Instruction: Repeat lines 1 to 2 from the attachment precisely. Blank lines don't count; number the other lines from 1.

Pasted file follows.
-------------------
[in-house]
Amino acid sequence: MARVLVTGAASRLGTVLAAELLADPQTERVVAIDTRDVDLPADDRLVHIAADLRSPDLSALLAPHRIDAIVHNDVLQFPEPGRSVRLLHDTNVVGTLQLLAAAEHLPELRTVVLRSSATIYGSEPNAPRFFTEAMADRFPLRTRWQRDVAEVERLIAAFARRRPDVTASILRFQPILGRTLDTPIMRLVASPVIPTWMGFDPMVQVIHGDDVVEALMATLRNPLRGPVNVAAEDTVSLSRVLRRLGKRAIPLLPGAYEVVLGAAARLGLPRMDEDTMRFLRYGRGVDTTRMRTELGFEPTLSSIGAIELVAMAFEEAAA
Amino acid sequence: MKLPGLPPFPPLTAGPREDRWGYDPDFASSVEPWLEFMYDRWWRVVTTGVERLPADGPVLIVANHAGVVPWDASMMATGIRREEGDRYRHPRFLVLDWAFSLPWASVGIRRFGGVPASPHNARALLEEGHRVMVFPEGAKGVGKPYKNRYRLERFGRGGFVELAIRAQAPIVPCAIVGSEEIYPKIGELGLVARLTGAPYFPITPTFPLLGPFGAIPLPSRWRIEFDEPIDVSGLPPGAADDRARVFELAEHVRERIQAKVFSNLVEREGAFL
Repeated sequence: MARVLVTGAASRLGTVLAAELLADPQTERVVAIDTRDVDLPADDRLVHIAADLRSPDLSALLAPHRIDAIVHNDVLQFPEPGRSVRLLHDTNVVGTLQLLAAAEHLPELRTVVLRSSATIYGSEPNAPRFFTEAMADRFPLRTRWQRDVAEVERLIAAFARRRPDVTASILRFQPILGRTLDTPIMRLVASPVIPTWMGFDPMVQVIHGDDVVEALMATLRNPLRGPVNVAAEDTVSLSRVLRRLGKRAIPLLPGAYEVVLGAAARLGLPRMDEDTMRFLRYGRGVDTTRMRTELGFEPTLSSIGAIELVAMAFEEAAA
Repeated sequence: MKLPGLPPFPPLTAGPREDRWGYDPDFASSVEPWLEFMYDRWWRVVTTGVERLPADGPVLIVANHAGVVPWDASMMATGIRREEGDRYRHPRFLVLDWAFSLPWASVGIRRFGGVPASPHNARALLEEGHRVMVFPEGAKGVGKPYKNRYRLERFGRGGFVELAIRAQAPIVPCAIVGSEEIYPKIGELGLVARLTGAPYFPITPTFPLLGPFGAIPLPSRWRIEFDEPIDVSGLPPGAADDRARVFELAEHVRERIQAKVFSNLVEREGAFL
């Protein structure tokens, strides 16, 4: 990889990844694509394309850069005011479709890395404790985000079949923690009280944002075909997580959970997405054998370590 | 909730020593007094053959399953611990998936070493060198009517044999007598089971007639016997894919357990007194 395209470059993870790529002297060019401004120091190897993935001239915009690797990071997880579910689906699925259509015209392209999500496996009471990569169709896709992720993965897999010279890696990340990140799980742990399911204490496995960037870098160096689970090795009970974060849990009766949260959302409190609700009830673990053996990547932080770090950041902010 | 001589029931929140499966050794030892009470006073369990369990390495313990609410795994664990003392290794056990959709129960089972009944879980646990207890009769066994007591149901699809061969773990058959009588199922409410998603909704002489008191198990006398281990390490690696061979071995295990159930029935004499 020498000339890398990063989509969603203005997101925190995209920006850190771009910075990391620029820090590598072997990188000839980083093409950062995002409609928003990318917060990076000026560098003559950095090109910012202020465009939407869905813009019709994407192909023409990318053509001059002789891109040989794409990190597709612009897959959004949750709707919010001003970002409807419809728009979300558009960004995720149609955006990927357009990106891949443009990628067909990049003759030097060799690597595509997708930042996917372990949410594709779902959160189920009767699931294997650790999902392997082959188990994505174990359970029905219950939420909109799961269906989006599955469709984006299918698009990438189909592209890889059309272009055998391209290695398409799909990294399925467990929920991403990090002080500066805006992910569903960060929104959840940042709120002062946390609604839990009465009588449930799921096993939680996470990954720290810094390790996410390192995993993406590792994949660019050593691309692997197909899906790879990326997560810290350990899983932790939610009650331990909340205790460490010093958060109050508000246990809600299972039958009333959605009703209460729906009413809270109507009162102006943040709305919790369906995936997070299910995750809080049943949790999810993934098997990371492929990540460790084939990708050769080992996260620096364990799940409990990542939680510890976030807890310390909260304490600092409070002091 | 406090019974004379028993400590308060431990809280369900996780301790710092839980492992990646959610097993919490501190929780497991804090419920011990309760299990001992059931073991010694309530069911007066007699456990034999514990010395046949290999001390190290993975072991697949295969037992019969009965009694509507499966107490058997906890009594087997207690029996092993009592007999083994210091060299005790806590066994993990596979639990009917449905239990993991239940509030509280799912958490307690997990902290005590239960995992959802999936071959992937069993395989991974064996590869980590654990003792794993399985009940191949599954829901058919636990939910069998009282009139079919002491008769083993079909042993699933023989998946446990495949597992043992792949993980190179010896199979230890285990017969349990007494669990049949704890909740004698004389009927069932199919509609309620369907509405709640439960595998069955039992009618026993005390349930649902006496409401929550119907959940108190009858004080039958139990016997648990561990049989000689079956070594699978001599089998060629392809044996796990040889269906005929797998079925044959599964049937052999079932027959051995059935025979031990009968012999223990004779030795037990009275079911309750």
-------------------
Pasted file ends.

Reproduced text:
[in-house]
Amino acid sequence: MARVLVTGAASRLGTVLAAELLADPQTERVVAIDTRDVDLPADDRLVHIAADLRSPDLSALLAPHRIDAIVHNDVLQFPEPGRSVRLLHDTNVVGTLQLLAAAEHLPELRTVVLRSSATIYGSEPNAPRFFTEAMADRFPLRTRWQRDVAEVERLIAAFARRRPDVTASILRFQPILGRTLDTPIMRLVASPVIPTWMGFDPMVQVIHGDDVVEALMATLRNPLRGPVNVAAEDTVSLSRVLRRLGKRAIPLLPGAYEVVLGAAARLGLPRMDEDTMRFLRYGRGVDTTRMRTELGFEPTLSSIGAIELVAMAFEEAAA